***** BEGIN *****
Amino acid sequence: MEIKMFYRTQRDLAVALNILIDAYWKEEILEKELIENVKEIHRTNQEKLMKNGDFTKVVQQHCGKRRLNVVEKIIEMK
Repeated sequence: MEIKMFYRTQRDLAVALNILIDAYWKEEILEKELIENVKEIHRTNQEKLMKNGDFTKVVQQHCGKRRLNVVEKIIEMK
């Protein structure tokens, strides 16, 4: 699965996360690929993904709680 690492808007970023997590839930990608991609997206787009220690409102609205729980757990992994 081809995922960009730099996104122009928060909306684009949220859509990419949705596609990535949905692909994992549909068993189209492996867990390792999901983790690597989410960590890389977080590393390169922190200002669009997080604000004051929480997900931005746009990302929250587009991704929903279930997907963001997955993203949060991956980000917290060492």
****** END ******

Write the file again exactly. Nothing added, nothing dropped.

Amino acid sequence: MEIKMFYRTQRDLAVALNILIDAYWKEEILEKELIENVKEIHRTNQEKLMKNGDFTKVVQQHCGKRRLNVVEKIIEMK
Repeated sequence: MEIKMFYRTQRDLAVALNILIDAYWKEEILEKELIENVKEIHRTNQEKLMKNGDFTKVVQQHCGKRRLNVVEKIIEMK
């Protein structure tokens, strides 16, 4: 699965996360690929993904709680 690492808007970023997590839930990608991609997206787009220690409102609205729980757990992994 081809995922960009730099996104122009928060909306684009949220859509990419949705596609990535949905692909994992549909068993189209492996867990390792999901983790690597989410960590890389977080590393390169922190200002669009997080604000004051929480997900931005746009990302929250587009991704929903279930997907963001997955993203949060991956980000917290060492």